Stalin is purported to have said, "A single death is a tragedy; a million deaths is a statistic." It's kind of like that (but in a positive sense) with jobs…one is a lifeline; a million is a statistic. So what can we say about 6.5 million jobs, in the worldwide renewable energy industry, no less? Can I at least get a "Woo hoo!"?
Green Blog and Sustainable Business both have excellent summaries of the recent Renewable Energy and Jobs - Annual Review 2014, published for the second year by the International Renewable Energy Agency (IRENA).
Image source: irena.org
- In 2013 there were 6.5 million people employed worldwide in renewable energy.
- Renewable energy jobs are growing – up 14% from the 2012 IRENA survey.
- The largest employment is in solar (2.3 million), biofuels (1.4 million), wind (800,000), biomass (800,000) and biogas (300,000) technology.
If there is a bit of bad news amidst all this good, it's that the U.S. is not the world leader in renewable energy jobs—thanks, 113th Congress; it's no wonder you have the lowest approval rating of any Congress since tracking was initiated in 1974. The U.S. ranks third, behind China and Brazil(!).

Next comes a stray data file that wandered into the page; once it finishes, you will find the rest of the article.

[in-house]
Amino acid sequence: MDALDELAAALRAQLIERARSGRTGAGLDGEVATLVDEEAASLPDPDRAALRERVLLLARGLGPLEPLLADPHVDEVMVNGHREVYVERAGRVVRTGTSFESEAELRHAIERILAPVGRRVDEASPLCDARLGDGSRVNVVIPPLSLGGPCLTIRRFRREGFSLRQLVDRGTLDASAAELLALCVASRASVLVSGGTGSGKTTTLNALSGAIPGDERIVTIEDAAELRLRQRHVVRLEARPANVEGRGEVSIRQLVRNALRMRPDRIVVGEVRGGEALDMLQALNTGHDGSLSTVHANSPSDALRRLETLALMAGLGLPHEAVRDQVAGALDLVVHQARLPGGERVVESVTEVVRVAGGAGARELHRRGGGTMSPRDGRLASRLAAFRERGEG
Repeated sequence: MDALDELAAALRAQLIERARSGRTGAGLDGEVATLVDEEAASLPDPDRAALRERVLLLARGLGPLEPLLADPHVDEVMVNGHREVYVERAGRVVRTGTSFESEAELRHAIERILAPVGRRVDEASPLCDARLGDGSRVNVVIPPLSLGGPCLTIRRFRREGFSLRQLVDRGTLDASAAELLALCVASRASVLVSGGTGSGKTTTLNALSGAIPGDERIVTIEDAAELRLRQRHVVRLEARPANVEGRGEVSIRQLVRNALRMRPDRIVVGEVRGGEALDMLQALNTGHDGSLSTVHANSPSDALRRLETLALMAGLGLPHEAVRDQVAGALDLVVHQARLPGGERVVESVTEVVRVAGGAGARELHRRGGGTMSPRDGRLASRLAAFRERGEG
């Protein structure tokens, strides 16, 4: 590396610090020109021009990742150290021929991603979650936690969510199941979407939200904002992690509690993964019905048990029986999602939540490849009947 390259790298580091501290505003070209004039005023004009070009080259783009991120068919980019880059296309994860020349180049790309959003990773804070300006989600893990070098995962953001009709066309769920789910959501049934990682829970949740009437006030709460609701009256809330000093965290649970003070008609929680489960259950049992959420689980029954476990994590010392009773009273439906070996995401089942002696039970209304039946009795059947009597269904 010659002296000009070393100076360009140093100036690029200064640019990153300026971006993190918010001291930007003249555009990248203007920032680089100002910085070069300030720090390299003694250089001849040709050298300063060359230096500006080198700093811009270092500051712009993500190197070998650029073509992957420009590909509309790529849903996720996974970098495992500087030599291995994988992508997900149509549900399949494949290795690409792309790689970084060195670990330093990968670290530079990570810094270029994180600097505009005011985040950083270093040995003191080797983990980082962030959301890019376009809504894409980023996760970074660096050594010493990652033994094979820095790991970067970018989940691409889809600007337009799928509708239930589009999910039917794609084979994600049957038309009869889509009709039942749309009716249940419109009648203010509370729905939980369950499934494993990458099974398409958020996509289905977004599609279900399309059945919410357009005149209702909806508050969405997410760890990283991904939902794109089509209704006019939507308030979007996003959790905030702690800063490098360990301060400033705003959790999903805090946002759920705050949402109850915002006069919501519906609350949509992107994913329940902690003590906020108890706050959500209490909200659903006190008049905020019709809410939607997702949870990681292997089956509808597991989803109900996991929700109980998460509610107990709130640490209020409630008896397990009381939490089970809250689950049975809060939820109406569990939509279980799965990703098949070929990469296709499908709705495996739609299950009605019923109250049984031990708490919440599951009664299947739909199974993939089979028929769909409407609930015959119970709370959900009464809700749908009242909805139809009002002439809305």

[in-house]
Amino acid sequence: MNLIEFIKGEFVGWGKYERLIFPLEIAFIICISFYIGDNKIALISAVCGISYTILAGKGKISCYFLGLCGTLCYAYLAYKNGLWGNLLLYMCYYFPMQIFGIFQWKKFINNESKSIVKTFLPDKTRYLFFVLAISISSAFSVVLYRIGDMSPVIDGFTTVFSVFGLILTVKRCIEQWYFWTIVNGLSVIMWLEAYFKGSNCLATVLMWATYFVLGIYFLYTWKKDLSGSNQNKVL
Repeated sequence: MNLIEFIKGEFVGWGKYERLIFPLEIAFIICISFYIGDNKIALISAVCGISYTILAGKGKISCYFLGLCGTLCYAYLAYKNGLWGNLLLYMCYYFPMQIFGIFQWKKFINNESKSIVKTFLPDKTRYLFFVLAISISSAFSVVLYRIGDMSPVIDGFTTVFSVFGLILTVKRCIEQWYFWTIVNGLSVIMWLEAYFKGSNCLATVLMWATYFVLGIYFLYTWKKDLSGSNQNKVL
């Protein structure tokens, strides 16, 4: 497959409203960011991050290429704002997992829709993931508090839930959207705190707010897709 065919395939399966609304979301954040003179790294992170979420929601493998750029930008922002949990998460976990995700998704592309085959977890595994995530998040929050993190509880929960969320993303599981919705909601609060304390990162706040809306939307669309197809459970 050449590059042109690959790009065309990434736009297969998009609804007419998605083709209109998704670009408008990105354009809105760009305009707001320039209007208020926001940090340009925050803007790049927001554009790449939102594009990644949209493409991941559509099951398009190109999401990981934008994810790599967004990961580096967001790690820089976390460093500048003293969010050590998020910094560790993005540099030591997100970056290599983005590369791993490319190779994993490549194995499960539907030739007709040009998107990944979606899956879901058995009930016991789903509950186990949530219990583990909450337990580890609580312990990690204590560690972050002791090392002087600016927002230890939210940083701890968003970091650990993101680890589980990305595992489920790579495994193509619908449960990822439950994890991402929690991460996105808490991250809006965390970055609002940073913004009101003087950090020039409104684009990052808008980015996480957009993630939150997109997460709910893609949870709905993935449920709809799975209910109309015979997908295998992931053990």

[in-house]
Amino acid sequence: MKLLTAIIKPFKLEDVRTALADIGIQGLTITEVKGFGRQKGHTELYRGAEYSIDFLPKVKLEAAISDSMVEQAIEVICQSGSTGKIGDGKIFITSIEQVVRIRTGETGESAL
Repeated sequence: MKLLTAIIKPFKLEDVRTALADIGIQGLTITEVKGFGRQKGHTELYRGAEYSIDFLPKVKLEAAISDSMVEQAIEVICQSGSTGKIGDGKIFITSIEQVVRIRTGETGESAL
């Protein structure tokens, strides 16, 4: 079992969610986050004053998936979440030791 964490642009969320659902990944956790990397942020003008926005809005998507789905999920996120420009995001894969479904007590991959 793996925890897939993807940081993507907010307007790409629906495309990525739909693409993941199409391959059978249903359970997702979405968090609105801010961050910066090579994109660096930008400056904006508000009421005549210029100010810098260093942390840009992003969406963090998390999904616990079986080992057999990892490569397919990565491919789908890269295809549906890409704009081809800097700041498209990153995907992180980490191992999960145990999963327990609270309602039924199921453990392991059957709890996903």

Green Blog reports, "The job growth is being driven largely thanks to the rapid decrease in the price of solar photovoltaics in recent years. Between 2011 and 2013, the installations of solar photovoltaics in China alone increased five-fold."
The promising future of solar power is, well, nothing less than stellar. According to the International Energy Agency (IEA) – not exactly known for green hyperbole – solar energy could become the dominant source of generated electricity worldwide as early as 2050 if the right policies are put in place. (Are you listening, Congress?)
Unlike Congress, some parts of our federal government are doing their part: According to Environmental Protection, "EPA has announced $3.6 million in environmental job training grants as part of the Environmental Workforce Development and Job Training (EWDJT) program…. The program will train graduates and give them the skills needed to secure a full-time, sustainable job in various areas of the environmental field with an average hourly starting wage of $14."
We're doing our part as well: Ecotech Institute is the first and only college entirely focused on preparing graduates for careers in the rapidly-growing fields of renewable energy and energy efficiency.
As a footnote, according to Sustainable Business, "Last year, IRENA made available the first world atlas on renewable energy, which maps every country's potential and where it's located; the most cost-effective combination of technologies; and whether the market is large enough to create a supply chain."
Kyle G. Crider (MPA, LEED AP ND) is a professional science and sustainability "story teller." In his spare time he is pursuing his Ph.D. in Interdisciplinary (Environmental Health) Engineering and traveling the highways and by-ways of home state with his wife Beverly in search of fact, fiction, and folklore for Strange Alabama.